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US woman receives $1m compensation for IVF error

9 August 2004
By BioNews
Appeared in BioNews 270

An American woman who had the wrong embryo transferred to her uterus during IVF treatment has agreed to compensation of $1 million with the doctor who performed the procedure. Susan Buchweitz had the IVF treatment at Fertility Associates of the Bay Area clinic in San Francisco, California in 2000, which resulted in the birth of a baby boy. However, the embryo that was transferred to her was actually that of another couple undergoing treatment at the clinic on the same day.

The doctor who mistakenly implanted the incorrect embryo did not inform Mrs Buchweitz until more than a year after the birth of her son, despite the fact he was aware of his mistake 'within minutes' of the procedure taking place. He had feared that if she learned the truth, she might terminate the pregnancy. She had been contacted first 10 days previously by the Medical Board of California (MBC), who informed her that she may have received the embryo destined for use by the other couple. The MBC began an investigation after it had received an anonymous tip-off about the error.

In August 2002, Mrs Buchweitz began legal action against the clinic, alleging that it had negligently failed to inform her and the other couple involved of the mistake until after the MBC started its investigation of the clinic. Now, the clinician involved, Dr Stephen Katz, has agreed to pay her $1 million to settle her claim out of court, while a claim against the embryologist, Imam El Danasouri, who passed the incorrect embryo to Dr Katz, is still outstanding.

The other couple, who have not been named, have also started a negligence action against the clinic and Dr Katz, as well as the embryologist. They have also alleged fraud. After undergoing her own IVF treatment at the clinic, the woman gave birth to a daughter, who is the biological sister of the son born to Mrs Buchweitz. The couple's embryos were created using donor eggs but were fertilised by the husband's sperm. In 2001, the couple filed for full custody of Mrs Buchweitz's son. However, temporary custody currently remains with Mrs Buchweitz, while the boy's biological father has fortnightly visitation rights. The couple are now applying for joint custody of the boy. The custody hearing is scheduled to take place in October.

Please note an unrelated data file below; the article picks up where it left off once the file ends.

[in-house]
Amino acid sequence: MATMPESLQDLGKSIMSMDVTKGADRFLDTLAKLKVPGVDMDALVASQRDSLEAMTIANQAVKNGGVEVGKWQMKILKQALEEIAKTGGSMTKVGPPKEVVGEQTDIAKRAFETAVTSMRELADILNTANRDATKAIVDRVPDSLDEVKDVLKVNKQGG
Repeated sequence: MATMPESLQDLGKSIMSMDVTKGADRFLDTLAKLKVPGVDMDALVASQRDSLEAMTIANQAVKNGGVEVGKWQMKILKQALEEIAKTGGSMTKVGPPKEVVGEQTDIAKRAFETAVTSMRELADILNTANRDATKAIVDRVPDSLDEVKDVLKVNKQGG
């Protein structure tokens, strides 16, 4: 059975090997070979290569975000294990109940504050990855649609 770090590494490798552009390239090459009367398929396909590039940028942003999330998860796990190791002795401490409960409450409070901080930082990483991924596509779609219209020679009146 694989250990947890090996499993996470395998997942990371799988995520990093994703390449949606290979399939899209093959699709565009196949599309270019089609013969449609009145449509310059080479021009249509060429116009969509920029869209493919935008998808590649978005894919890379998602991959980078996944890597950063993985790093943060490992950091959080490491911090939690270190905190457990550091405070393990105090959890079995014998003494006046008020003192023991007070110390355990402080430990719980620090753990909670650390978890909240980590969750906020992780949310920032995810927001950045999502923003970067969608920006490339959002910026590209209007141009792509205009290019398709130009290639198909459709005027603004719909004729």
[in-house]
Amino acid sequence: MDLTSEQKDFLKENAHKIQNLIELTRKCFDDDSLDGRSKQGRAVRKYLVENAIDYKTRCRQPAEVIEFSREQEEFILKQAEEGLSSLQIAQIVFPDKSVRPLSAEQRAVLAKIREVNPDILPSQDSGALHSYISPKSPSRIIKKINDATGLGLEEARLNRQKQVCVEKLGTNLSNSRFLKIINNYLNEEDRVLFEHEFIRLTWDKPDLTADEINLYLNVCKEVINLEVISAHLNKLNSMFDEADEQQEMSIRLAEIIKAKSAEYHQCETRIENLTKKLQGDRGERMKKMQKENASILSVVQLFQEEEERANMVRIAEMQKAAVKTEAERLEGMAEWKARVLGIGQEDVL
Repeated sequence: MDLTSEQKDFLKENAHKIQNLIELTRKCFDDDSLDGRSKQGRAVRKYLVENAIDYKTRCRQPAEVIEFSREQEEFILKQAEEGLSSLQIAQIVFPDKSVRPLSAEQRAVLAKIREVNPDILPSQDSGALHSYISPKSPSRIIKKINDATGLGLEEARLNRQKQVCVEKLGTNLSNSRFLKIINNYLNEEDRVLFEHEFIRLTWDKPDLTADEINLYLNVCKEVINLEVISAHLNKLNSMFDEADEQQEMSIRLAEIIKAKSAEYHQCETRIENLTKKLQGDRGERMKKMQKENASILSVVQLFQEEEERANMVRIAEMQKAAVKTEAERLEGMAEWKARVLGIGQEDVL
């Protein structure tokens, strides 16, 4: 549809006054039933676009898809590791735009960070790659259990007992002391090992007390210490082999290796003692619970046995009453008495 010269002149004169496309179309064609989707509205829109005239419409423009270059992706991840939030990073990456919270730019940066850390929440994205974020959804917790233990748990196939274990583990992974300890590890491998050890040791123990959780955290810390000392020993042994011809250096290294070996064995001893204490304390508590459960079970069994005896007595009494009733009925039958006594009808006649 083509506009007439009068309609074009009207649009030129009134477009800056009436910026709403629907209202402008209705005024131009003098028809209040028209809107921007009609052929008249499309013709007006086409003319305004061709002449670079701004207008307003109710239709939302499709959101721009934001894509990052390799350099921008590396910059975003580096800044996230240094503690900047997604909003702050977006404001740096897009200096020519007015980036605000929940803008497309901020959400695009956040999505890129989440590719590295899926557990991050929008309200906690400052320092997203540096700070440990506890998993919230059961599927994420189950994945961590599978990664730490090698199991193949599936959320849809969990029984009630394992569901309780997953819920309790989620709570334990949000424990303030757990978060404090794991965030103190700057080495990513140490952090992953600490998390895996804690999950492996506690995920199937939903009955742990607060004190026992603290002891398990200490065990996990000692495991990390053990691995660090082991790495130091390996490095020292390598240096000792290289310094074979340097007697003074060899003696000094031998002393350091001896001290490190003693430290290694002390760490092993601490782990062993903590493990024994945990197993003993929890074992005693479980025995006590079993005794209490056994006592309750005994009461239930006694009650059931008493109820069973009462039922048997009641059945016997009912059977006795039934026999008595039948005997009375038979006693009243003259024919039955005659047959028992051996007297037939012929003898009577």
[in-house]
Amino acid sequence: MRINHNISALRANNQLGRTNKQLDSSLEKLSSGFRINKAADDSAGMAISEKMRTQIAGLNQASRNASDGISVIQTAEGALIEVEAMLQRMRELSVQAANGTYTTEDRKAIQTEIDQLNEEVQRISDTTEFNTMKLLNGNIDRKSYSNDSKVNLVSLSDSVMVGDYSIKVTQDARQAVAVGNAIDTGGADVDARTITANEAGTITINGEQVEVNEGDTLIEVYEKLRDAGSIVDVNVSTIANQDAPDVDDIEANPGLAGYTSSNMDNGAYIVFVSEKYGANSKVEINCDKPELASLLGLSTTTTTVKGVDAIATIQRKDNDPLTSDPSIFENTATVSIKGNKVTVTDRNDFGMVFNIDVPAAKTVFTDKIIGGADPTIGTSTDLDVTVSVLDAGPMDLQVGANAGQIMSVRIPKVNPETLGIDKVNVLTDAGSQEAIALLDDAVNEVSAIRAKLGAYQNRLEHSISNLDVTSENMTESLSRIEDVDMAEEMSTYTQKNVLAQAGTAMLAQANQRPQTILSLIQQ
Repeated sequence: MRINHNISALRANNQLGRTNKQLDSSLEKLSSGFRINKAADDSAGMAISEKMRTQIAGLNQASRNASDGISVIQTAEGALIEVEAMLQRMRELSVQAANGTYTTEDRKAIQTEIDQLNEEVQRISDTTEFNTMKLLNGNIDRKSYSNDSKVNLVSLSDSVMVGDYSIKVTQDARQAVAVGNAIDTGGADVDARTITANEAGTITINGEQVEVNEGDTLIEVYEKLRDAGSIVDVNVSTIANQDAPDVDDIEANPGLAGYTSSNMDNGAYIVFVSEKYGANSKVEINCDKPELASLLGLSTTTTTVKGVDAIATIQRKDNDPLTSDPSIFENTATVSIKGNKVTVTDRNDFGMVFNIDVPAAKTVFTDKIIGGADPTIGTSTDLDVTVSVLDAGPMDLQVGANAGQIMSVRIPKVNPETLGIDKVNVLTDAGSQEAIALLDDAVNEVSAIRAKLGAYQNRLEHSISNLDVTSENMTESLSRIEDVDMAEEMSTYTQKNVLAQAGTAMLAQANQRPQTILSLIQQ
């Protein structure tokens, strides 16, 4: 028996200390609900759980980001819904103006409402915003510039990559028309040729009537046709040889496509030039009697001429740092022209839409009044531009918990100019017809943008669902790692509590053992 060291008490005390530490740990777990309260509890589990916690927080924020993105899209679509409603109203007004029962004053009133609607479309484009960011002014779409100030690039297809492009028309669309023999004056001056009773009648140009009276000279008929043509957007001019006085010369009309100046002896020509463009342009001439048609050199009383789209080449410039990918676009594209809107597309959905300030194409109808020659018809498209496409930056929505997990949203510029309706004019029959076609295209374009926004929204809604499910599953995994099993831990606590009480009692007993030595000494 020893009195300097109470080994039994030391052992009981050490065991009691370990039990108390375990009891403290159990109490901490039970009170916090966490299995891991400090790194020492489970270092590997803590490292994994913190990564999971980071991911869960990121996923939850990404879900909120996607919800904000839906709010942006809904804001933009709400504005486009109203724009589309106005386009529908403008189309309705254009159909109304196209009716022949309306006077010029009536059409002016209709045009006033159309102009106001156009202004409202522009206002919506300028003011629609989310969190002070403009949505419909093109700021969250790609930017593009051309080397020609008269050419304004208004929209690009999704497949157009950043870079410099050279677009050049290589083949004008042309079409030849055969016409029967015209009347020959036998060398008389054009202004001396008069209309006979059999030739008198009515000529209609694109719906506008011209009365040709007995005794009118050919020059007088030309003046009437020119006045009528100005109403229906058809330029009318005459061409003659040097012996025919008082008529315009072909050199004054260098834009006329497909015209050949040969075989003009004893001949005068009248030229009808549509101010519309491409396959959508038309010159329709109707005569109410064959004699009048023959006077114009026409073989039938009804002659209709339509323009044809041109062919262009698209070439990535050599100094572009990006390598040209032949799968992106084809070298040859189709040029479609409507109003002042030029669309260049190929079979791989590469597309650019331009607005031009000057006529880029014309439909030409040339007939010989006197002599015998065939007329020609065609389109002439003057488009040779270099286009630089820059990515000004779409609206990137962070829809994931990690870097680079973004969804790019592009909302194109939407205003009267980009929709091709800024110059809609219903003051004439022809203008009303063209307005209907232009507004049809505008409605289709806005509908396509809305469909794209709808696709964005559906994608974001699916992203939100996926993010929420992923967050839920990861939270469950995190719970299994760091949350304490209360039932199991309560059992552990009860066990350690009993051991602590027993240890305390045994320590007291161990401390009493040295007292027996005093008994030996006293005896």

Mom awarded $1 million after embryo mix-up
San Francisco Chronicle |  4 August 2004
Mother wins $1m for IVF mix-up but may lose son
The Times |  5 August 2004
Woman awarded $1 million over embryo mix-up
LA Times |  4 August 2004
Wrong embryo leads to suit, custody fight
Kansas City Star |  4 August 2004
21 September 2009 - by Ben Jones 
The University of California, Irvine, has brought closer the end of litigation over egg thefts committed in the late 1980s with a further dozen cases settled at a cost of £2.6 million. The payouts are the latest made in connection with 137 distinct cases in which eggs or embryos disappearing from the University's Centre for Reproductive Health and were then distributed to other women, used for research or lost. The total value of settlements made so far in connection with the scandal is now a...
24 September 2007 - by MacKenna Roberts 
An Australian couple are suing their gynaecologist for medical negligence involving an IVF procedure in 2003 that resulted in the birth of twins. The birth mother expressed a wish to have only one embryo implanted, but instead two embryos were implanted resulting in the birth of twin...
26 August 2003 - by Dr Kirsty Horsey 
This week's BioNews reports on an unnamed 13-year old boy who, after six years of legal action, has discovered the 'truth' about his parenthood. Confirming suspicions that he has supposedly harboured since he was aged five, a court-ordered DNA test has proved that the man he has grown up...
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3 March 2003 - by BioNews 
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4 November 2002 - by BioNews 
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